Centre approves field trials of 14 GM crops. But some states refuse trials, saying safety regulations are too lax. With politicians joining activists, the issue is likely to take a politically volatile turn. This special report in DTE uncovers the mess in GM crops.
As India gets ready to unleash a vast number of genetically modified (GM) food crops, politicians have joined activists in opposing engineered crops. This is snowballing into a volatile political issue with states refusing to let the Centre have the final say in the matter. A number of chief ministers have objected to field tests of GM crops being conducted in their backyard, while some have declared that their states will be GM-free, citing health and environmental concerns. The political standoff comes against the worrying backdrop of slipshod regulation. Not only is illegal herbicide-tolerant cotton spreading across the country, biosafety regulations are being openly flouted by private crop developers acting in collusion with public research institutions. At the same time the industry is demanding a dilution of the rules on field tests and other regulations.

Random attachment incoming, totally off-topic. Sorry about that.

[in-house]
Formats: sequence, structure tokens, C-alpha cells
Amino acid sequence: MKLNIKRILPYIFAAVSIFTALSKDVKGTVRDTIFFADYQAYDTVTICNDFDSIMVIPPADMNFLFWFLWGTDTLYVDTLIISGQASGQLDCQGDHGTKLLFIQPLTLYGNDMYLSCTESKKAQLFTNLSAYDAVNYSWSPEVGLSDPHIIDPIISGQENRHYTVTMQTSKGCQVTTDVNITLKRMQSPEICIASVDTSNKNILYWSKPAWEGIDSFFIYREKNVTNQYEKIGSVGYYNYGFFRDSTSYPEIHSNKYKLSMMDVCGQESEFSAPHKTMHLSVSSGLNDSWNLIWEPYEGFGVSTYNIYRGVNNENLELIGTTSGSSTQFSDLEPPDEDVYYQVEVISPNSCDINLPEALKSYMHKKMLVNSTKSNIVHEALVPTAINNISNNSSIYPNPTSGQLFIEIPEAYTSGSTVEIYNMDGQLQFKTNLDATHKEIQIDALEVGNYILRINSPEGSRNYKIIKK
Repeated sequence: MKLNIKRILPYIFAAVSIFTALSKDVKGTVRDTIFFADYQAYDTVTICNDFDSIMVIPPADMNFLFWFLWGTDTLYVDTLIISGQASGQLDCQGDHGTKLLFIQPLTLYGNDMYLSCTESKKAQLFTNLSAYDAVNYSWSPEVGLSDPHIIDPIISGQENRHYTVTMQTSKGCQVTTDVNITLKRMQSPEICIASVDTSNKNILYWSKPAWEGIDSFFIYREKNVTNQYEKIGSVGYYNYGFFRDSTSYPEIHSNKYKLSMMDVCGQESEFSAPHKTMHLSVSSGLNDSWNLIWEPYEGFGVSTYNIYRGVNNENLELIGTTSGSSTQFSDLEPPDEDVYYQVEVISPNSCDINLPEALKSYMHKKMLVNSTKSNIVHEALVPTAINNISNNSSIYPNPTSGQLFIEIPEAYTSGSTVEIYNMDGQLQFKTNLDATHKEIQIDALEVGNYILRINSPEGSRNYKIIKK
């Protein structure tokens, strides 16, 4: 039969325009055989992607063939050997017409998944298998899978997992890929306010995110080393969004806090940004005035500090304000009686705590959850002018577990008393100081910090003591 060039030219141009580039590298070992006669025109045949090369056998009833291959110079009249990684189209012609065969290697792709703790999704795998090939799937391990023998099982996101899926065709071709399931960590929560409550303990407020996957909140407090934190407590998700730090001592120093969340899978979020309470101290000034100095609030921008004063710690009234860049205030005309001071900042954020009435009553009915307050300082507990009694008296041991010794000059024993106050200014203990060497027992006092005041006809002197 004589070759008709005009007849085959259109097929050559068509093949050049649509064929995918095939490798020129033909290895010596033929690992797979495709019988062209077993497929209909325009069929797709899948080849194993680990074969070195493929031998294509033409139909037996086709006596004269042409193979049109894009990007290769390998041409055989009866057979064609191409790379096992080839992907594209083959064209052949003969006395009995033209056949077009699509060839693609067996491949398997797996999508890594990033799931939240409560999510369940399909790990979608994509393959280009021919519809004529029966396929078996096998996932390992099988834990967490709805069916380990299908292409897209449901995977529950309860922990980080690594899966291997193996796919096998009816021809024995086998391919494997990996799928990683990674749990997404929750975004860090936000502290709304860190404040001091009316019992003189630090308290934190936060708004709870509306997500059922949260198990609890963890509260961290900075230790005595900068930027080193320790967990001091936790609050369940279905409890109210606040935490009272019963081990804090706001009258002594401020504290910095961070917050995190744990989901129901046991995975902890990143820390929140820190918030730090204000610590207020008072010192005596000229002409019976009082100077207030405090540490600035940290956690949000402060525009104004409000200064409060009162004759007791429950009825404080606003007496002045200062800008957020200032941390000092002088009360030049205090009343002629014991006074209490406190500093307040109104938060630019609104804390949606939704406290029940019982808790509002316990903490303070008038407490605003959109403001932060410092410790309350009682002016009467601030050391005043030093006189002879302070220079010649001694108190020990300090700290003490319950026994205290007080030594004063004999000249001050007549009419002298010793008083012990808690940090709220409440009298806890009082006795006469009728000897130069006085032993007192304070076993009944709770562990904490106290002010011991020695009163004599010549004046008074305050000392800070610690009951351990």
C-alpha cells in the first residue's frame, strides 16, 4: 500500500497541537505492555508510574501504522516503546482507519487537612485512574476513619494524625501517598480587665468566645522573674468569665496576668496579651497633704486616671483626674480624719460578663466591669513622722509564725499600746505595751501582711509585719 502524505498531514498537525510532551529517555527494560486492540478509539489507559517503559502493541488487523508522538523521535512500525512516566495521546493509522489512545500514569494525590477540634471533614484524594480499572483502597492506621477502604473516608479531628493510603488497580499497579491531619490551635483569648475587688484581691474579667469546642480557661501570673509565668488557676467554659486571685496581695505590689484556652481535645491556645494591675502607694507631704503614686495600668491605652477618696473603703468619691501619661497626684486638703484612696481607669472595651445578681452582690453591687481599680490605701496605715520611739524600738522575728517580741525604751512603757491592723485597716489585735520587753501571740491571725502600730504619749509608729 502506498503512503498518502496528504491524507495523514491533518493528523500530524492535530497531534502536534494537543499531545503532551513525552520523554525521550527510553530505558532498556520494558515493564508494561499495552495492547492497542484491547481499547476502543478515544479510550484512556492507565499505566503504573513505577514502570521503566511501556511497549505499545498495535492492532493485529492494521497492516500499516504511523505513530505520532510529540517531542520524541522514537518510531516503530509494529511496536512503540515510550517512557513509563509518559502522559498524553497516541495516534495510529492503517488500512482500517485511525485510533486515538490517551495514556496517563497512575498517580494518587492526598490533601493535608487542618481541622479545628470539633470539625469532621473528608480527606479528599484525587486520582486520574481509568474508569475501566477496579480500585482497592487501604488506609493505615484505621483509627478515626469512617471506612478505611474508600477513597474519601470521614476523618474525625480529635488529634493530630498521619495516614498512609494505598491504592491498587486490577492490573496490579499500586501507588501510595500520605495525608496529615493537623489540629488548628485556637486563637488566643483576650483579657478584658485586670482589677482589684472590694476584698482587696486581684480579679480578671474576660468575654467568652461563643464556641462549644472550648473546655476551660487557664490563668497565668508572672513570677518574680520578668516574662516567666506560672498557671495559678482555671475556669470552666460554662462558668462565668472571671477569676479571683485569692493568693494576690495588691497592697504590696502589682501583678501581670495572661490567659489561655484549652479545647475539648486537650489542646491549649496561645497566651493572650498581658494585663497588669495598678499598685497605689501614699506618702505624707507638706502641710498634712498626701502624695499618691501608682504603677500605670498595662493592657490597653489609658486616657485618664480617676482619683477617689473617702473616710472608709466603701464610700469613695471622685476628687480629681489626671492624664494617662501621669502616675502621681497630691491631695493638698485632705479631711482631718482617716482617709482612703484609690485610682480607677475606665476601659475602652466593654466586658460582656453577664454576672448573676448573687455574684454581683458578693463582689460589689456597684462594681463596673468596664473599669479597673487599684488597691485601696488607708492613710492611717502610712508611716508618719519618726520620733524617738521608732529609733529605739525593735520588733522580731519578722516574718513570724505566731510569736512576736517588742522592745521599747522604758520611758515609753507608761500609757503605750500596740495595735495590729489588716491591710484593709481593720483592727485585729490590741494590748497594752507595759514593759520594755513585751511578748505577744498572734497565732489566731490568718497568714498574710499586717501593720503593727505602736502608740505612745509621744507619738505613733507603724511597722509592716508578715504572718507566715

Opinion: Indian scientists - missing in action.
Report: Inter-Academy report on GM crops.
Feature: How competent is Indian science?
Report: Bt brinjal event EE1 - the scope of GEAC toxicological risk assessment.
Report: Economic benefits of Bt Brinjal.
Report: Who benefits from gm crops?
Report: Moratorium on Bt Brinjal.
Bill: Biotechnology Regulatory Authority of India Bill, 2009.